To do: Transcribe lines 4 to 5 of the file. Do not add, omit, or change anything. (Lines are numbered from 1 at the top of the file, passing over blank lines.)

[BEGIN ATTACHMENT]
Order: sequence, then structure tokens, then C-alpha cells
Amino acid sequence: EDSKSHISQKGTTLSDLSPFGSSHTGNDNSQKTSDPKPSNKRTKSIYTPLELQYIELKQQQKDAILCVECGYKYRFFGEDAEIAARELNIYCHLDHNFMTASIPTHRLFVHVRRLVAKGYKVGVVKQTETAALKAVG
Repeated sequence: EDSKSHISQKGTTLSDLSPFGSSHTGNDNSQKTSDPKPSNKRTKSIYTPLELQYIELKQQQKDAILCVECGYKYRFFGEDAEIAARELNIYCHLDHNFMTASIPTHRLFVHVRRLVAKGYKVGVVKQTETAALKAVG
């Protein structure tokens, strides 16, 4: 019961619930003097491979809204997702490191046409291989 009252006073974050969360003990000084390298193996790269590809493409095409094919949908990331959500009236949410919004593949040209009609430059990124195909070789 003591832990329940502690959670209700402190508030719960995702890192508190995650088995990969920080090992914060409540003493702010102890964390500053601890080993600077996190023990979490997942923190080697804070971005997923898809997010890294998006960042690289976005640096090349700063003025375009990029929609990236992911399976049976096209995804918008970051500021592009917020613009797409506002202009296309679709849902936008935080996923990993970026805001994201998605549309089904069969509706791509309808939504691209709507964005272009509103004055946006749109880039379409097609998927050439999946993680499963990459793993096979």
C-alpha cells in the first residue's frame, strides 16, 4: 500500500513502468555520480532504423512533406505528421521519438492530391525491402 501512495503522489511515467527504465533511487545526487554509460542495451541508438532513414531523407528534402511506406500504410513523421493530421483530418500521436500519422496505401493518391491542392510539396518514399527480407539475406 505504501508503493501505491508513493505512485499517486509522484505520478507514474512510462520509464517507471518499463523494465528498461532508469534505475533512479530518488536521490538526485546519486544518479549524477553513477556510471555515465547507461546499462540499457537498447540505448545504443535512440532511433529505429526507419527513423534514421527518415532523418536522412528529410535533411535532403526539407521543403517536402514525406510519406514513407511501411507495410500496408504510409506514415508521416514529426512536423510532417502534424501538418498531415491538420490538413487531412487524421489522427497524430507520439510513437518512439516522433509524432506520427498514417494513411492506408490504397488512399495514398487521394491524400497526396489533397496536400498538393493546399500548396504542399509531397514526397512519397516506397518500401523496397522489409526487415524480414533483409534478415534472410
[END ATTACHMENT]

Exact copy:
């Protein structure tokens, strides 16, 4: 019961619930003097491979809204997702490191046409291989 009252006073974050969360003990000084390298193996790269590809493409095409094919949908990331959500009236949410919004593949040209009609430059990124195909070789 003591832990329940502690959670209700402190508030719960995702890192508190995650088995990969920080090992914060409540003493702010102890964390500053601890080993600077996190023990979490997942923190080697804070971005997923898809997010890294998006960042690289976005640096090349700063003025375009990029929609990236992911399976049976096209995804918008970051500021592009917020613009797409506002202009296309679709849902936008935080996923990993970026805001994201998605549309089904069969509706791509309808939504691209709507964005272009509103004055946006749109880039379409097609998927050439999946993680499963990459793993096979």
C-alpha cells in the first residue's frame, strides 16, 4: 500500500513502468555520480532504423512533406505528421521519438492530391525491402 501512495503522489511515467527504465533511487545526487554509460542495451541508438532513414531523407528534402511506406500504410513523421493530421483530418500521436500519422496505401493518391491542392510539396518514399527480407539475406 505504501508503493501505491508513493505512485499517486509522484505520478507514474512510462520509464517507471518499463523494465528498461532508469534505475533512479530518488536521490538526485546519486544518479549524477553513477556510471555515465547507461546499462540499457537498447540505448545504443535512440532511433529505429526507419527513423534514421527518415532523418536522412528529410535533411535532403526539407521543403517536402514525406510519406514513407511501411507495410500496408504510409506514415508521416514529426512536423510532417502534424501538418498531415491538420490538413487531412487524421489522427497524430507520439510513437518512439516522433509524432506520427498514417494513411492506408490504397488512399495514398487521394491524400497526396489533397496536400498538393493546399500548396504542399509531397514526397512519397516506397518500401523496397522489409526487415524480414533483409534478415534472410